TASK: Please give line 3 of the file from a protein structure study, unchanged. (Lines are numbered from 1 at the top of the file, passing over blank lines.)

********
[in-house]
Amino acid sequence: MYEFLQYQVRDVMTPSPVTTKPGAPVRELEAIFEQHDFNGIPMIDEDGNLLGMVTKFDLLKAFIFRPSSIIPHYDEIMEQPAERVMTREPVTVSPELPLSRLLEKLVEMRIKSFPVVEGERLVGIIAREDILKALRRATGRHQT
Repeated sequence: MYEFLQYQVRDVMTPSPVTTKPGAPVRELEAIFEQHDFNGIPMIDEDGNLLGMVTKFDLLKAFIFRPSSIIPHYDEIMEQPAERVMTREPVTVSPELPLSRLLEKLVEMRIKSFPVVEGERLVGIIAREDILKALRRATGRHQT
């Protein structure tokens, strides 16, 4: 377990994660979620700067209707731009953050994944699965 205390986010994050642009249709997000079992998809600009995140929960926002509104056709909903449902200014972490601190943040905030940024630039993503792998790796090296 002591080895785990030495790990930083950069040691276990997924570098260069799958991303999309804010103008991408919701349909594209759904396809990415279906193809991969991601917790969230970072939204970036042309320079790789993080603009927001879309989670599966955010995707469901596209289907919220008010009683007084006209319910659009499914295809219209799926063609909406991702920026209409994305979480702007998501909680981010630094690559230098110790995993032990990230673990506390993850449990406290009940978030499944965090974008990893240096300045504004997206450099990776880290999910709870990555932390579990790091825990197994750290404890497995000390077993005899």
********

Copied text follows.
Repeated sequence: MYEFLQYQVRDVMTPSPVTTKPGAPVRELEAIFEQHDFNGIPMIDEDGNLLGMVTKFDLLKAFIFRPSSIIPHYDEIMEQPAERVMTREPVTVSPELPLSRLLEKLVEMRIKSFPVVEGERLVGIIAREDILKALRRATGRHQT